Guan Eng corruption trial: Preliminary agreement between CZ-BUCG and Penang govt for mega project drafted by private lawyers, bypassed state legal advisor’s office

Lim Guan Eng is seen leaving the Kuala Lumpur High Court November 12, 2021. ― Picture by Miera Zulyana
Lim Guan Eng is seen leaving the Kuala Lumpur High Court November 12, 2021. ― Picture by Miera Zulyana

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KUALA LUMPUR, Nov 12 — A private legal firm was appointed to draft a preliminary contract between Consortium Zenith-Beijing Urban Construction Group (CZ-BUCG) and the Penang state government without it ever being referred to the state government legal advisor’s (PUN) office, the Sessions Court was told today.

Former Penang PUN Datuk Faiza Zulkifli, when testifying as the 11th prosecution in Lim Guan Eng’s undersea tunnel corruption trial, said it was Lim as the then chief minister who had made the executive decision to appoint legal firm Lee Hishamuddin Allen & Gledhill to draft the contract. 

Faizah then explained, during examination by Deputy Public Prosecutor Farah Yasmin Salleh, that state governments appointing private legal firms for official matters is permitted and within the law, but said the process should have included the PUN office to ensure the interests of the state is prioritised. 

“If the chief minister decides to appoint any private lawyers, he must impress upon them their responsibility in safeguarding the priorities of the state government and for it to be legally accurate. 

“All agreements that involve the Pulau Pinang state government as a party which will be signed by the state government should, by right, be referred to the PUN’s office for checks and approvals to ensure the agreement is legally correct.

“For this Preliminary Agreement, no references were ever made to me by the private lawyers appointed by the Preliminary Agreement Terms and Conditions Negotiations Committee. I was also never given a draft during the preparations of the Preliminary Agreement,” Faiza testified in court today. 

Faiza testified how she as the PUN is capable of drafting a similar preliminary agreement intended for the mega project and that all previous such agreements for state government projects had gone through the vetting of her department. 

When presented with the implicated Preliminary Agreement contract in court, Faiza then testified how it contained “major errors” concerning land parcels that were to be exchanged with the developer.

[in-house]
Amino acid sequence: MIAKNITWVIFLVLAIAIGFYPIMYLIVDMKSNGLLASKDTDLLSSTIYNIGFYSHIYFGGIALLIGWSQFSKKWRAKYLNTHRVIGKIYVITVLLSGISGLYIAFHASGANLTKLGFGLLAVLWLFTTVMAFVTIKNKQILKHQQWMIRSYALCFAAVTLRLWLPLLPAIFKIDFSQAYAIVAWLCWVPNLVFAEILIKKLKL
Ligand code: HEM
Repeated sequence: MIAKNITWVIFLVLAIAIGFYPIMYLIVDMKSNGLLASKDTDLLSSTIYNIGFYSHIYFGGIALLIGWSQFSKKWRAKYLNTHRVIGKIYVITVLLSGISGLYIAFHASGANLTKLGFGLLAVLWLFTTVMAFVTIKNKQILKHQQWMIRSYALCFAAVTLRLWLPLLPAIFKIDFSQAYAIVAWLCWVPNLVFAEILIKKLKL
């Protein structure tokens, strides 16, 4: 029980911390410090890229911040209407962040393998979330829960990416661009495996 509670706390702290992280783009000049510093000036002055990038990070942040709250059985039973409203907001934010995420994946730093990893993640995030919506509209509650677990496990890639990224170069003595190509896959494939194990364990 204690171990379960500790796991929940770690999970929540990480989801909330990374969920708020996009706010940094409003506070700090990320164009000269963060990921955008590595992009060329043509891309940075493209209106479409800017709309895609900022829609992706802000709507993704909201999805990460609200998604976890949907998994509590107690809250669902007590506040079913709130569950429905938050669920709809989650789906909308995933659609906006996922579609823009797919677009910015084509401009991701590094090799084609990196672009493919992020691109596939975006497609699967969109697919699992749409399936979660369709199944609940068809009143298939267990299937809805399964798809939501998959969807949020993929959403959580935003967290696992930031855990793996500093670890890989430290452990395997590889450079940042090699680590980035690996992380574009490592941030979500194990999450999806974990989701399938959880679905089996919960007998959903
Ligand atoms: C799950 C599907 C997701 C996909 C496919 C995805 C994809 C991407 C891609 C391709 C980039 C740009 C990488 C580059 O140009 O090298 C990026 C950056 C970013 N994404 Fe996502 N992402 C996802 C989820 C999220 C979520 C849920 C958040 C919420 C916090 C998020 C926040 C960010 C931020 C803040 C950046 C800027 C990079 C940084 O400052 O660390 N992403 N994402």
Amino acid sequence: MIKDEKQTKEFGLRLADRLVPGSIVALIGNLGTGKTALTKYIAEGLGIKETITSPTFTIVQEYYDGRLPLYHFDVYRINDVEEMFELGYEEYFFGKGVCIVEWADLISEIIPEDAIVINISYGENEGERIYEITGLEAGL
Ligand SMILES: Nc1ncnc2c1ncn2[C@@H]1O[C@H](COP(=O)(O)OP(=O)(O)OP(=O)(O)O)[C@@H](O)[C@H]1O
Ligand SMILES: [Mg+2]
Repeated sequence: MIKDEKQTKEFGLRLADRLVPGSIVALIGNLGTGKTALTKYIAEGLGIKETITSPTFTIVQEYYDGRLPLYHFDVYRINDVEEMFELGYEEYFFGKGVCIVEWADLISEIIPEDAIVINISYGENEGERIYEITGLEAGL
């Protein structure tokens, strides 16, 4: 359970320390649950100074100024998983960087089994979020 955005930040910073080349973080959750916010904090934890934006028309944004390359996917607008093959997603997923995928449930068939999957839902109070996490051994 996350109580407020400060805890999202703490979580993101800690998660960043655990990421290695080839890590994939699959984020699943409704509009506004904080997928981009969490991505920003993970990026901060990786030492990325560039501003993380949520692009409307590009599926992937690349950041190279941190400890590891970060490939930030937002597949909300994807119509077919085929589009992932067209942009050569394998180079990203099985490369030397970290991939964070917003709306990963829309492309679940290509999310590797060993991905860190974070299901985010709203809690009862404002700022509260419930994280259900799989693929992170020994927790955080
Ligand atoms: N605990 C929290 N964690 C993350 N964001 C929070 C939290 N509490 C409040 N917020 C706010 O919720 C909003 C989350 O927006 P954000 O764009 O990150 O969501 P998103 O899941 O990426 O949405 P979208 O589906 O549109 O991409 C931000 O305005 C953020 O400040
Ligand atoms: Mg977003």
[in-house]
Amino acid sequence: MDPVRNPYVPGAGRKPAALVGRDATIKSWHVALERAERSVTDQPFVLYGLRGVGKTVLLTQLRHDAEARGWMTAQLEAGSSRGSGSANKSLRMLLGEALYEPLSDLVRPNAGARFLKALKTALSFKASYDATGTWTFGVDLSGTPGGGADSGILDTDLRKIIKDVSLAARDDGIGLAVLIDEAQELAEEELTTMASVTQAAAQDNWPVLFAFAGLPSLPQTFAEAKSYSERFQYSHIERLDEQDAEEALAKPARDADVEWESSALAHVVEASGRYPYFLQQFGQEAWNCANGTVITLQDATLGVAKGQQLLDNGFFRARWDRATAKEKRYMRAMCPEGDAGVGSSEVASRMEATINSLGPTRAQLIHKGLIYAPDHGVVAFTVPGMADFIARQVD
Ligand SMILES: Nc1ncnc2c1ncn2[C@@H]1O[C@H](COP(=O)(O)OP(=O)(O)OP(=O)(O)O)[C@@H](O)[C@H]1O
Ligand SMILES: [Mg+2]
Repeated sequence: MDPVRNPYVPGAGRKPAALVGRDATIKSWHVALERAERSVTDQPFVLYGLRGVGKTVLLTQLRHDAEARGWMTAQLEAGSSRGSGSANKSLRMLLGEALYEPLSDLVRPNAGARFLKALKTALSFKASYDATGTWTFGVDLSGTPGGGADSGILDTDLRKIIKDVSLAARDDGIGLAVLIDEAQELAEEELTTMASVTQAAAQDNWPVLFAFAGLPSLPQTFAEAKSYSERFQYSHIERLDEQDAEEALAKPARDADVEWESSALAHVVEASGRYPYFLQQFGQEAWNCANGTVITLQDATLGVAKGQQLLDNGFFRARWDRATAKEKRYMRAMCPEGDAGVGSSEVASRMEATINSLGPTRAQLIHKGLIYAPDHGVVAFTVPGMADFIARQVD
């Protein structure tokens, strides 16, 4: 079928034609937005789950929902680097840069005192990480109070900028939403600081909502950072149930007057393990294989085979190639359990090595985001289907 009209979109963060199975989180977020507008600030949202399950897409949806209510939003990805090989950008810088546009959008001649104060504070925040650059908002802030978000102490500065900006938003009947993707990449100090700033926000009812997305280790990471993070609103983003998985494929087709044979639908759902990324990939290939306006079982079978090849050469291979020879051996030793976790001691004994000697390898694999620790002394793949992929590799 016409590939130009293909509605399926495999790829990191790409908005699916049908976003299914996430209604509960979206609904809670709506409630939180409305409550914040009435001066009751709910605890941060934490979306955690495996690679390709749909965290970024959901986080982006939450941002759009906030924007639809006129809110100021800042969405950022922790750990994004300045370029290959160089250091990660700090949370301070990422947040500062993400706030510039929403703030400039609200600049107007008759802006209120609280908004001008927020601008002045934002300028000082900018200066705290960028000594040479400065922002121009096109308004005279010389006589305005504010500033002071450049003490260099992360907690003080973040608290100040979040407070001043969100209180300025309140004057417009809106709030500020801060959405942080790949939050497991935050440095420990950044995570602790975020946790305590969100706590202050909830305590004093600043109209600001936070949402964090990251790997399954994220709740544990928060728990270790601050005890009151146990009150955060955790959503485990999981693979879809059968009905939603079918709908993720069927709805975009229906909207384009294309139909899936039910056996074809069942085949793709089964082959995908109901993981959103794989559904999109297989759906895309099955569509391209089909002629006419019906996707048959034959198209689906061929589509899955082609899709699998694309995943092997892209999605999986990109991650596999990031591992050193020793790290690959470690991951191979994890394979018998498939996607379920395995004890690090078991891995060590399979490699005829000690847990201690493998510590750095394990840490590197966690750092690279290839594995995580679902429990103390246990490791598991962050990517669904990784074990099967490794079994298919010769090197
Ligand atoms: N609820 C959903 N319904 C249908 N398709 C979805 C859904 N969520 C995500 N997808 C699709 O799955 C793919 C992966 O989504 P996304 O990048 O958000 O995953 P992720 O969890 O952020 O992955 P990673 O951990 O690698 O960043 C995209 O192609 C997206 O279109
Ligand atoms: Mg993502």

Her opinion, however, was based on what she noticed when viewing the document in court alone and she admitted that she was not privy to the exact details within the agreement. 

The supposed errors were related to the name of land parcels set to be given to the CZ-BUCG in exchange for funding the mega project, with Faiza saying she would have spotted the mistakes had she been tasked with the responsibility. 

“This is a major mistake because it relates to the subject matter which is exchanging land parcels for the preliminary agreement, where anyone who is supposed to check the agreement should have made sure which are the exact land parcels to be exchanged. 

“I am very, very meticulous with my work, just as all other Penang state government officials, so if I had seen this I would have made sure this would not happen,” she said. 

Later during cross-examination, Faiza’s claim of being unaware of the Preliminary Agreement was questioned by defence counsel Gobind Singh, who pointed out how she was present during state executive council meetings where the agreement with CZ-BUCG was discussed. 

The witness agreed, and also affirmed how the decision to appoint private lawyers for official state matters should have first obtained the approval of her office, something which she admittedly did not insist on from the state government. 

“Because I was of the impression that there was a private legal firm appointed and paid to perform a duty and there was the Preliminary Agreement Terms and Conditions Negotiations Committee, to which in my view both could have safeguarded the interests of the state government and form the agreement,” she said when asked to explain why she did not question the appointment of private lawyers. 

Earlier in proceedings, Malaysian Anti Corruption Commission enforcer Syed Muhammad Fadzli Syed Hussin took the stand as the 10th prosecution witness, where he confirmed he was told of the death of a witness for this case, one Datuk Ewe Swee Kheng.

Ewe, 53, died on October 5 after falling from a luxury condominium in Jalan Kelawai, Penang.

The case had been classified as sudden death after the post-mortem found Ewe to have died from multiple injuries consistent with a fall from height.

In this trial, Lim faces four charges, one under Section 16(a)(A) of the Malaysian Anti-Corruption Commission Act for having allegedly solicited kickbacks of 10 per cent of future profits from Zarul as a reward to help the latter’s company secure the project in March 2011, as the then CM.

He is also facing a charge under Section 23(1) of the same Act for allegedly receiving RM3.3 million in kickbacks from Zarul between January 2011 and October 2017 for allegedly helping the latter’s company secure the mega project.

The trial before judge Azura Alwi continues on November 29.


 

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